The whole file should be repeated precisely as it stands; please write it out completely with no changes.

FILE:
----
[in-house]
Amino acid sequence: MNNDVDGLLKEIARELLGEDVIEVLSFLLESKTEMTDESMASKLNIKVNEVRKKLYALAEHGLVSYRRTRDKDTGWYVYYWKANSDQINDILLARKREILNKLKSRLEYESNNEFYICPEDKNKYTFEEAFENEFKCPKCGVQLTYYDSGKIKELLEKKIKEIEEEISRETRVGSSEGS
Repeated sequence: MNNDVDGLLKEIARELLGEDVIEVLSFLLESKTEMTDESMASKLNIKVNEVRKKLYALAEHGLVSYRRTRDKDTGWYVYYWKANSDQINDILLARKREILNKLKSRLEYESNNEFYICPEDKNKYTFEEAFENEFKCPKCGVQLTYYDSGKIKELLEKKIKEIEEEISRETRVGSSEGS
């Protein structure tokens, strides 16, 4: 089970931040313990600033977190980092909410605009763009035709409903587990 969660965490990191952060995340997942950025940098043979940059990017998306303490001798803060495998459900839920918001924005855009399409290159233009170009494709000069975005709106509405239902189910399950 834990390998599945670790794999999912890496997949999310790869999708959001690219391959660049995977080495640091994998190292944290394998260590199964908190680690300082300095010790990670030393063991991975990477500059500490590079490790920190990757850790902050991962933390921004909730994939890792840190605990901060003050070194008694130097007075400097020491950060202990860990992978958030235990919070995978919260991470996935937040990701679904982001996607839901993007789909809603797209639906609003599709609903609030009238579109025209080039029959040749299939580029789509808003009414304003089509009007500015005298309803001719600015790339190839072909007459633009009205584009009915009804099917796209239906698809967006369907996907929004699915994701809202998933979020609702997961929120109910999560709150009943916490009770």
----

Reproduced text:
[in-house]
Amino acid sequence: MNNDVDGLLKEIARELLGEDVIEVLSFLLESKTEMTDESMASKLNIKVNEVRKKLYALAEHGLVSYRRTRDKDTGWYVYYWKANSDQINDILLARKREILNKLKSRLEYESNNEFYICPEDKNKYTFEEAFENEFKCPKCGVQLTYYDSGKIKELLEKKIKEIEEEISRETRVGSSEGS
Repeated sequence: MNNDVDGLLKEIARELLGEDVIEVLSFLLESKTEMTDESMASKLNIKVNEVRKKLYALAEHGLVSYRRTRDKDTGWYVYYWKANSDQINDILLARKREILNKLKSRLEYESNNEFYICPEDKNKYTFEEAFENEFKCPKCGVQLTYYDSGKIKELLEKKIKEIEEEISRETRVGSSEGS
């Protein structure tokens, strides 16, 4: 089970931040313990600033977190980092909410605009763009035709409903587990 969660965490990191952060995340997942950025940098043979940059990017998306303490001798803060495998459900839920918001924005855009399409290159233009170009494709000069975005709106509405239902189910399950 834990390998599945670790794999999912890496997949999310790869999708959001690219391959660049995977080495640091994998190292944290394998260590199964908190680690300082300095010790990670030393063991991975990477500059500490590079490790920190990757850790902050991962933390921004909730994939890792840190605990901060003050070194008694130097007075400097020491950060202990860990992978958030235990919070995978919260991470996935937040990701679904982001996607839901993007789909809603797209639906609003599709609903609030009238579109025209080039029959040749299939580029789509808003009414304003089509009007500015005298309803001719600015790339190839072909007459633009009205584009009915009804099917796209239906698809967006369907996907929004699915994701809202998933979020609702997961929120109910999560709150009943916490009770």